Creme Brulée by Sara Anne Donnelly


 

About midnight out of nowhere Pete’s best friend Eddie hauled up out of his chair like a zombie back from the grave, sprinted naked across the lawn, and hurtled himself in cannonball into the middle of the swimming pool, which was filled with about 24,000 gallons of crème brulée in honor of Pete’s engagement to Shelly who Eddie had never warmed to. The screams from the guests drowned out Pete’s completely unhostly “Fuck!” as a scene crossed his mind of his best friend drowning in egg, milk, and imitation vanilla. But the crème saved Eddie. … Continue reading Creme Brulée by Sara Anne Donnelly

Blue Coat by Dania Rajendra


 

The blue coat is slung over my arm, and I consider it against the long row of our walk-in closet. I do own four other coats, but this one was a gift from my once-closest friend Cue. I contemplate whether, at the landmark age of twenty-nine, I am now too old to wear fake blue fur. I hope not. I loved this coat so much that a few years ago, I paid a tailor at my neighborhood dry cleaning joint fifty bucks to reline it. Fifty bucks and he used the cheapest of polyester and … Continue reading Blue Coat by Dania Rajendra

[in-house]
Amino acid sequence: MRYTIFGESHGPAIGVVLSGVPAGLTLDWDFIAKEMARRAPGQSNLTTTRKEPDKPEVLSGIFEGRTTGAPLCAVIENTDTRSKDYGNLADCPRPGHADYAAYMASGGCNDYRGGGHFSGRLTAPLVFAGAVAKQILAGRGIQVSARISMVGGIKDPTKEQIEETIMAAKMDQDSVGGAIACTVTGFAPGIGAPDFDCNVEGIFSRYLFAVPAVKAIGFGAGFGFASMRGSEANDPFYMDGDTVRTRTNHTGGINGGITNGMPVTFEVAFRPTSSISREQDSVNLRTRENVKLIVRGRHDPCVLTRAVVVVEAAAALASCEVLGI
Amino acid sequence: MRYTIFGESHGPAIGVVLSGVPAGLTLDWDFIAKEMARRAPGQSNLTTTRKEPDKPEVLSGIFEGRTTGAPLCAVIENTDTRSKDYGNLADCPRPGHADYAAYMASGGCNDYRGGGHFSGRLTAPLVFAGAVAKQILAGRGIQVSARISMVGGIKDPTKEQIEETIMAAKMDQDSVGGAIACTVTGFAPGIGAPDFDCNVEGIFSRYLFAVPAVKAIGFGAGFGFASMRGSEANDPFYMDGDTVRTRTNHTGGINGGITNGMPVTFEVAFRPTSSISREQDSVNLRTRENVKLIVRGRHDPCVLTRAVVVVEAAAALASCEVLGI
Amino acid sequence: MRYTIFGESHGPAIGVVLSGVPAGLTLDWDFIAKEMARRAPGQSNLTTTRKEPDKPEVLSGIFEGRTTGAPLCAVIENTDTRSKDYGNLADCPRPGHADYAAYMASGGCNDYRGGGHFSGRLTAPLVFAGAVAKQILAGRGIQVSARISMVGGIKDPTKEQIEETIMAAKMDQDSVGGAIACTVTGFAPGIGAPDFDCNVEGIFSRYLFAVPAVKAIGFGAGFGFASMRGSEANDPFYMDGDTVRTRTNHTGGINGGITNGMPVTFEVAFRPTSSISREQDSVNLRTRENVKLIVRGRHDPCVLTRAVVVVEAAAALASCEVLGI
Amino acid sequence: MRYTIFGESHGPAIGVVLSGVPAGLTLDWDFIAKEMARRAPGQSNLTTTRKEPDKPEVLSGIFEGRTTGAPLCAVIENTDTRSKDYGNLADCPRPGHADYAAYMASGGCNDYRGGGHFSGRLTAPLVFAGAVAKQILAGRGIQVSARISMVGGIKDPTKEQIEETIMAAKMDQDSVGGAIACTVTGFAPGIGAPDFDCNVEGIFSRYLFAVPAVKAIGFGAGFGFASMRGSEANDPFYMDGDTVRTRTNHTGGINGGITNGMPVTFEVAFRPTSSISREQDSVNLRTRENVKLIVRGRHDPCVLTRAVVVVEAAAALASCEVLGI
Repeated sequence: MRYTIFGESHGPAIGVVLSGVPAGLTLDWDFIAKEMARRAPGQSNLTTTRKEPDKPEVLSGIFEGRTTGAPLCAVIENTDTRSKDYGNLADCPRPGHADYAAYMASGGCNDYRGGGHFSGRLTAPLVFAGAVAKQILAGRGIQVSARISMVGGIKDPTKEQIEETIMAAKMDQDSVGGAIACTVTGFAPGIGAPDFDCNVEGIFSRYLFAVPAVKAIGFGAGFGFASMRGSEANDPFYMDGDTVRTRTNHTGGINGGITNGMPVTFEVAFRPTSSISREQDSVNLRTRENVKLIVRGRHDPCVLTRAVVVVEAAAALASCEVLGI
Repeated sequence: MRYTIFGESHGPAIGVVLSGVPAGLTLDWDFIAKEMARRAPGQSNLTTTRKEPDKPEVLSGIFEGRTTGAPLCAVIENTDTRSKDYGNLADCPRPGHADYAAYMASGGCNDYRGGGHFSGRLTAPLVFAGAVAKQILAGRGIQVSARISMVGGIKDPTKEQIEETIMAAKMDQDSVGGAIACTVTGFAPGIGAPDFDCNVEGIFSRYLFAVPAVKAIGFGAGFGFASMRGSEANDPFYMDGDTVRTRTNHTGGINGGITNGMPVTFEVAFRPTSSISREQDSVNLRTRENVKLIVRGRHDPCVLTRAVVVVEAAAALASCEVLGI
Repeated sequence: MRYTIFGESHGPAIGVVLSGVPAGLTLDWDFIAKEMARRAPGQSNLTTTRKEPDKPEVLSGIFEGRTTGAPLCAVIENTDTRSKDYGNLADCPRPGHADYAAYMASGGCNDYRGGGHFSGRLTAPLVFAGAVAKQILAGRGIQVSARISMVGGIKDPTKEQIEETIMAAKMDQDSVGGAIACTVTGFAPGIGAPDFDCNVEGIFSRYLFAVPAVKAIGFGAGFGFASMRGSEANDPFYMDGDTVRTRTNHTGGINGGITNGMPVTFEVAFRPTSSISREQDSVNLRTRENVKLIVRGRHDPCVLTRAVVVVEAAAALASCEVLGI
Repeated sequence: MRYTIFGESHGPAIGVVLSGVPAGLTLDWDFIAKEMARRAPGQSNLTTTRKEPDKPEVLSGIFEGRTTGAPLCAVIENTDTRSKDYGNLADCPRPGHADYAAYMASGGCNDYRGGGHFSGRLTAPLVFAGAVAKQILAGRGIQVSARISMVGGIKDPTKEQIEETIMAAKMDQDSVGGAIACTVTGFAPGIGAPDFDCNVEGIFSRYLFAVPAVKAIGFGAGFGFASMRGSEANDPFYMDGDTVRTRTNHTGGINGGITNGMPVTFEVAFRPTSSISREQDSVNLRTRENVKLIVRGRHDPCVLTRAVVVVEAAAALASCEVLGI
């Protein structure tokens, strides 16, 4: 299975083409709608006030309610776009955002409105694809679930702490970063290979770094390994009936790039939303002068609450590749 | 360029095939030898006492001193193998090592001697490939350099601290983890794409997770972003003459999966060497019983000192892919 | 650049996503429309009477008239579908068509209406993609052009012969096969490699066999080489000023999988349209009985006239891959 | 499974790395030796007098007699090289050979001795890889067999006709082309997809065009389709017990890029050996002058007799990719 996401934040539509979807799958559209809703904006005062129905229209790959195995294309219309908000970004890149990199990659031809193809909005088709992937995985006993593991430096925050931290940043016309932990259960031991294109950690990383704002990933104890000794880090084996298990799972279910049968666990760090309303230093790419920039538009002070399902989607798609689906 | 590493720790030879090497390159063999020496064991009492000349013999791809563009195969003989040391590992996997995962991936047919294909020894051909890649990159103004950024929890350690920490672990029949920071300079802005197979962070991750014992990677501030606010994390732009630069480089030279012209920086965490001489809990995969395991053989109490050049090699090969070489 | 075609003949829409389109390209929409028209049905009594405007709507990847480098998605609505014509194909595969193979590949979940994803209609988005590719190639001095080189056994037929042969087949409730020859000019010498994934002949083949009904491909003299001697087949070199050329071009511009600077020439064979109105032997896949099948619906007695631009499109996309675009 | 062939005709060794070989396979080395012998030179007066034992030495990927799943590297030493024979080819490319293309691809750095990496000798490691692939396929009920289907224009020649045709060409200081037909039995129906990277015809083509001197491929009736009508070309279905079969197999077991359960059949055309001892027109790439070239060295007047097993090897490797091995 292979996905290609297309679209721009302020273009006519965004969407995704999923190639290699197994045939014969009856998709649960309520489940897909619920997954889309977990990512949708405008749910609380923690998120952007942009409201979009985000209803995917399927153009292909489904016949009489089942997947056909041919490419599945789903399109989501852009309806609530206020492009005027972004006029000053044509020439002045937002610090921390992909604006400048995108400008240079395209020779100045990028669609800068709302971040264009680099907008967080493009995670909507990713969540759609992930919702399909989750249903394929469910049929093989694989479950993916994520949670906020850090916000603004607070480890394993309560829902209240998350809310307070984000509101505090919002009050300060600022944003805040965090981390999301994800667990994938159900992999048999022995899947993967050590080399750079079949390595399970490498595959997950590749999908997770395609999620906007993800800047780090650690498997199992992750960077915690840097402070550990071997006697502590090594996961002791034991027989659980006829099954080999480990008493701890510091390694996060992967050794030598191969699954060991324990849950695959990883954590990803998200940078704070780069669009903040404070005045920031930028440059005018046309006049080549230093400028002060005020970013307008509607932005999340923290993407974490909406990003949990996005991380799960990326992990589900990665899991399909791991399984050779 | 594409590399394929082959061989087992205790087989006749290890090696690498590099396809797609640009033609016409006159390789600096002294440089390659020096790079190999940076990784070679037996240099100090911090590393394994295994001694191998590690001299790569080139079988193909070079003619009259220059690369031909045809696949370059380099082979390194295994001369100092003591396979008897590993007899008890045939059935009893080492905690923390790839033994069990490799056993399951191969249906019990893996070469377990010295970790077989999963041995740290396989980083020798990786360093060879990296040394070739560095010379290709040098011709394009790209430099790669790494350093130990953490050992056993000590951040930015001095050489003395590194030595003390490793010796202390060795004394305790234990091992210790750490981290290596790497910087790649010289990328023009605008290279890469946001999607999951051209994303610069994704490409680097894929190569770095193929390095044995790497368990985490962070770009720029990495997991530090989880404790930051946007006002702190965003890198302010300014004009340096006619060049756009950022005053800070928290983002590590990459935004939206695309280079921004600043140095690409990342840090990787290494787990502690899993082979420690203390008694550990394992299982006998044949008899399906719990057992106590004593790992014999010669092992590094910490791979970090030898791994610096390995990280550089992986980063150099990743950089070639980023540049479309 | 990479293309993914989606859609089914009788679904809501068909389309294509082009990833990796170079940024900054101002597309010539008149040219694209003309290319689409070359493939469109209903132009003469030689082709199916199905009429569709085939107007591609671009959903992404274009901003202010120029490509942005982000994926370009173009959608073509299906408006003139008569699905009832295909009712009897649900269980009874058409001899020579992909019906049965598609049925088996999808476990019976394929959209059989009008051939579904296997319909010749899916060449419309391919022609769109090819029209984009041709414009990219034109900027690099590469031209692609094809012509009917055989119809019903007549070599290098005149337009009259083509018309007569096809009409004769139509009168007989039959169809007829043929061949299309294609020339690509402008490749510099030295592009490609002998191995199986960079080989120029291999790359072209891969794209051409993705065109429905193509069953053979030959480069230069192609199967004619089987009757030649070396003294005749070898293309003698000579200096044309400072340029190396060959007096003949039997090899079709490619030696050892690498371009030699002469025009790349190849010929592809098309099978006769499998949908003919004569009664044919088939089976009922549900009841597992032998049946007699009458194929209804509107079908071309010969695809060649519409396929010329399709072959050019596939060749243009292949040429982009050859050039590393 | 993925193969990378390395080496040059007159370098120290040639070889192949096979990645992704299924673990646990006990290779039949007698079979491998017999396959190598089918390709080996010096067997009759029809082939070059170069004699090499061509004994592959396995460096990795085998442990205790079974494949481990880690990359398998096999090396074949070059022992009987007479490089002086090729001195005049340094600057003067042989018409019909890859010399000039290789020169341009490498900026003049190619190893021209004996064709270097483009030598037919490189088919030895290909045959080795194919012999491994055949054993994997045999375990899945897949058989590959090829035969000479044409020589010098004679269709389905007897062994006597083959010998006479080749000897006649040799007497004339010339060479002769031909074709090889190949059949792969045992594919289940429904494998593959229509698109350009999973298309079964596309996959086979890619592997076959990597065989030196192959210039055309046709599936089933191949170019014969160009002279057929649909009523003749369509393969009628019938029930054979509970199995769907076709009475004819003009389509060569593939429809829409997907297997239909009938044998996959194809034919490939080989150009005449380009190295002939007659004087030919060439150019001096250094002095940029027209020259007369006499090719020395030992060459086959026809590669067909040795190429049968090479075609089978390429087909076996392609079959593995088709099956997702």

Jemima Wilkinson, Elusive Messiah by Robert Boucheron


 

Jemima Wilkinson (1752-1819) was born in Cumberland, Rhode Island of Quaker parents, the eighth of twelve children. When she was about twelve years old, her mother died after giving birth. These facts might go far to explain Wilkinson’s career as a revivalist preacher, advocate of celibacy, leader of a millennial sect, and founder of a utopian community. Or they might not. Called the first American-born woman to found a religious group, Wilkinson is a rare figure in the history of faith, and one of the most elusive. Starting two years after her death, Wilkinson has … Continue reading Jemima Wilkinson, Elusive Messiah by Robert Boucheron

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